Steve Bailey has composed a new chord for his career, strumming on a dream devised as a teen.
The Myrtle Beach native and bass guitar extraordinaire -- who has played with such music luminaries as David Benoit, Kitaro, the Rippingtons, Jethro Tull and the late Dizzy Gillespie and Mel Torme -- has taken a leave of absence from Coastal Carolina University to chair the bass department at the Berklee College of Music in Boston.
In a phone call late last week from Boulder, Colo., amid a weekend of three weekend dates in the Centennial State on a tour with friend and fellow bassist Victor Wooten, Bailey said his road to this position reflects quality time spent with so many people with whom he’s worked and taught.
He said a year ago, he never would have foreseen this opportunity emerging for him to oversee a department with 400 bass players and 30 faculty at a school whose alumni include Alicia Keys, John Mayer and Esperanza Spaulding.
Bailey called Berklee “the most progressive school in contemporary music,” with “the biggest bass department in the world.” He said it fulfills a childhood wish to finally go there.
With “100 percent” certainty, he said, this new venture would not have resulted without his tenure at Coastal, which began with an artist-in-residency in the last decade. The experience and ability to navigate and understand a university system assisted immensely with his gaining the Berklee post, he said.
Having had such “good friends and mentors” at CCU such as Donald Sloan, its music department chairman, and Philip Powell, who will step in again in August as chairman as Sloan steps back to concentrate on music theory and his personal composing, Bailey said he’s ready to learn new lessons in administration.
“This is becoming a student again in a big way,” Bailey said, floored to succeed Rich Appleman, who retired in May after 40 years. “The guy … was chairman of the department when I was in junior high and wanted to go to Berklee.”
Sloan said he wouldn’t be surprised to see Bailey play a role for CCU’s music curricula again.
“He added a new dimension to the program,” Sloan said, “and he always strove for excellence with whatever he did. … I learned things from him that I know the students do today.”
The dimension of the Coastal recording studio that Bailey helped establish, Sloan, said, extended to students beyond just the music majors.
“It also was an entry to a number of other majors, who might not be skilled at instruments, but wanted to participate,” Sloan said. “Many of the things he started will continue in his absence, which is the essence of a builder.”
Powell values Bailey as “a generous person” who has always stayed so down to earth, with so “refreshing” an endeavor ahead. Powell also through friendship with Bailey, said he has widened his world view of popular music.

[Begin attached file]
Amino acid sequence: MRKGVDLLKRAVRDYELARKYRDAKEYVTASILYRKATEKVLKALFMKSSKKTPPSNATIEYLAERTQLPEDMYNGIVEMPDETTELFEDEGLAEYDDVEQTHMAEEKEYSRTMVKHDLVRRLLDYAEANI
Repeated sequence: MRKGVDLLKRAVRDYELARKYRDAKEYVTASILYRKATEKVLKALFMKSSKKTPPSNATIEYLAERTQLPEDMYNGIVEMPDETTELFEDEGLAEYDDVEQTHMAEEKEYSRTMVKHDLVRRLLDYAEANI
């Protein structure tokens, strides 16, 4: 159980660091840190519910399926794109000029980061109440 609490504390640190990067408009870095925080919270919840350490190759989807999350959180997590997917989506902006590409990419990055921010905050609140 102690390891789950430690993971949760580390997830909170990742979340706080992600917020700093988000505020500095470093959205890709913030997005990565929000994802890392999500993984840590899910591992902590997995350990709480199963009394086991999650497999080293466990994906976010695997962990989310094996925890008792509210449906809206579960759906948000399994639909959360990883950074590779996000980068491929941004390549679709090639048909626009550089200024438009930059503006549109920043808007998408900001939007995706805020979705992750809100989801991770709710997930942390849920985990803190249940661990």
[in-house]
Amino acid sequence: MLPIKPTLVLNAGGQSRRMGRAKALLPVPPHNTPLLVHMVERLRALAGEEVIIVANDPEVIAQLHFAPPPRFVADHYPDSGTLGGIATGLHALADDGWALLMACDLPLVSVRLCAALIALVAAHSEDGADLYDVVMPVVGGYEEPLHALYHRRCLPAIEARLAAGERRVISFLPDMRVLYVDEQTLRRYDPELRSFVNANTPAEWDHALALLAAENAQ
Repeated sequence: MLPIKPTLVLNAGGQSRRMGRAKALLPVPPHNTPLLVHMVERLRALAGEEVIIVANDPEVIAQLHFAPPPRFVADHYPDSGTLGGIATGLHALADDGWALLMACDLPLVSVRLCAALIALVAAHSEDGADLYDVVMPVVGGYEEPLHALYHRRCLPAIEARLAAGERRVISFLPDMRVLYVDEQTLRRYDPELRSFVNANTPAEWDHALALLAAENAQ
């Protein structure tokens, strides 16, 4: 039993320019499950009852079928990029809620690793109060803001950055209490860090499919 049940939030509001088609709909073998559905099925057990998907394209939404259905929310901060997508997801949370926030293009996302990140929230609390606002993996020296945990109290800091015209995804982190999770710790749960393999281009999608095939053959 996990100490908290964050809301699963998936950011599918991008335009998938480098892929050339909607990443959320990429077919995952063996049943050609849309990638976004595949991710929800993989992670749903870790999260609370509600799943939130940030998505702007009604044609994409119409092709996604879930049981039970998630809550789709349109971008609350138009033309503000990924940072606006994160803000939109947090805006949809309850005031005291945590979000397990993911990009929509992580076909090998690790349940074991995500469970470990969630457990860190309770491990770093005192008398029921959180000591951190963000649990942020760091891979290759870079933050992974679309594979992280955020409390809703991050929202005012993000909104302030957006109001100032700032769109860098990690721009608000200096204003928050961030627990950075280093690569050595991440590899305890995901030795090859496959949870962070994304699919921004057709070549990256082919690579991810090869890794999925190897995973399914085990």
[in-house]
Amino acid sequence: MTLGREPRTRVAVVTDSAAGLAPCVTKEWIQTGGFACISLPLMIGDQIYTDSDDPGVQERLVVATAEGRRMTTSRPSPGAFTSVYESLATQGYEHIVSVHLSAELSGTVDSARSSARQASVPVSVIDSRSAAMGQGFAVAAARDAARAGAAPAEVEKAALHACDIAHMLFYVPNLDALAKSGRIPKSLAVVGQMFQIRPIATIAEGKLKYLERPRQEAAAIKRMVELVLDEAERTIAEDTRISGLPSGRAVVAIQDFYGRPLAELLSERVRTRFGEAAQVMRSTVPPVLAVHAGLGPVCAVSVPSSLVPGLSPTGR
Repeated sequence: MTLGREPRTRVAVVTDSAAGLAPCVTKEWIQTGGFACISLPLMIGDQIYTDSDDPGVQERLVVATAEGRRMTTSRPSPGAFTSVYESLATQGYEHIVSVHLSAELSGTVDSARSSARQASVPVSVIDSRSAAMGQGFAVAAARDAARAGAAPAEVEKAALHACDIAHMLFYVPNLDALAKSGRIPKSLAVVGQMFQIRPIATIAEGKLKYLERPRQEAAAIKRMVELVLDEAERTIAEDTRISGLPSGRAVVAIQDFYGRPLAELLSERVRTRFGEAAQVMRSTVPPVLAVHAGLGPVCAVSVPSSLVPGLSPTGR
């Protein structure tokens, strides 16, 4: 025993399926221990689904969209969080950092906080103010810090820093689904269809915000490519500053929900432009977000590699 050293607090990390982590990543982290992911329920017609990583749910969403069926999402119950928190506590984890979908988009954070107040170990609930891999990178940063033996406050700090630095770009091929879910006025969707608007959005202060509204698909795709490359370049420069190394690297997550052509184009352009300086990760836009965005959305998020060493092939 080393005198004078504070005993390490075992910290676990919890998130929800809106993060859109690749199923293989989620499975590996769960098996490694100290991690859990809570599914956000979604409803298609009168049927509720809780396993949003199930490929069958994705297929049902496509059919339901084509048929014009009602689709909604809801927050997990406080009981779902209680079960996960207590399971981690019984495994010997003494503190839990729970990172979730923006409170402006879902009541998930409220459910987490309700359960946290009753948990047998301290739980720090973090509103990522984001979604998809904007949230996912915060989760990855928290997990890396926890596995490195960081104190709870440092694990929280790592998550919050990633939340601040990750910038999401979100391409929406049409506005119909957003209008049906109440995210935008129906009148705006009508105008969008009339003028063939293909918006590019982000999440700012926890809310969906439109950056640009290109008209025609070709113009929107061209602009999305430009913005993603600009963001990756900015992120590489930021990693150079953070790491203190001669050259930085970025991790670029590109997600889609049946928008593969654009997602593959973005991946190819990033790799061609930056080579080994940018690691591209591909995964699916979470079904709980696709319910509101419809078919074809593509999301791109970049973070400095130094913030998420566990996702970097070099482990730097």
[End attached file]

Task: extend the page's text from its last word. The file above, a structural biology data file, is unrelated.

“For all of his pop and jazz music direction and technology,” Powell said, “he demonstrated a serious pedagogy and discipline that I didn’t know was possible. It kind of opened up a whole new avenue of possibilities for us at Coastal.”
Besides just being able to record music, thanks to Bailey’s innovation, CCU staff can teach youth how to use the technology, Powell said.
“There are real jobs to be had with people who are musicians and tech savvy,” Powell said.
Enjoying a balance
Bailey, who sees the magnitude of his new post “as a big challenge,” with such a large department, said he already enjoys the pace, with some work by computer and phone amid tour dates, even offering a Berklee position to “one of my personal bass heroes.”
Stating that he remains heavily rooted in his hometown and his long-held thoughts that he would retire at Coastal, Bailey said that during the interview process last fall at Berklee, he froze to absorb the atmosphere, “humming like a beehive,” he observed outside a building with studios for recording and jam sessions. He said it was an energy he felt as a college student.
“I placed my hat down on that cold day, he said, “and I listened to the excitement of these students.”
Bailey said those bassists share a “passion to practice and practice and be the best.” That inspiration in “a large conservatory environment” resonated with the high standards he holds himself.
Grading his own students at CCU as “wonderful,” Bailey sees some of them moving on to Berklee as soon as “next semester.”
Bailey said he loved helping bring more contemporary and commercial music to Coastal, including an accent on recording technology in a studio, to showcase “real world” knowledge “to make a living as a musician.”
“That’s why Berklee is such an amazing place,’’ he said. “They invented the concept essentially, of the whole idea of contemporary and commercial music and technology being woven into serious academic facilities.”
Noting his wife and daughter’s comfort already with being “city girls” in Boston, Bailey said his home remains Myrtle Beach, with his studio, and his mother nearby.
“For me, this is like I’m commuting to Boston,” Bailey said. “My family’s moving there, but I’m still committed to Myrtle Beach, and my ultimate goal hasn’t changed, to give back to Myrtle Beach in any way I can.”
Bailey’s tour dates with Wooten, for clinics or for Berklee business, will lead him to such places as South Korea, China, Taiwan and across Europe, alternating with a week or two abroad then stateside.
Asked about the Boston scene, with teams in all four major U.S. sports, Bailey joked he’s “kind of ‘asports’ in a way,” but his friends include guitarist Bernie Williams, a former center fielder for the New York Yankees.
Bailey has suggested to Williams they meet to see a game by the Yankees archrival Boston Red Sox, and the reply was favorable. Bailey said he in turn joked to Williams of the need to bring a garbage can, “to block the debris thrown and the collateral damage at you.”
Contact STEVE PALISIN at 444-1764.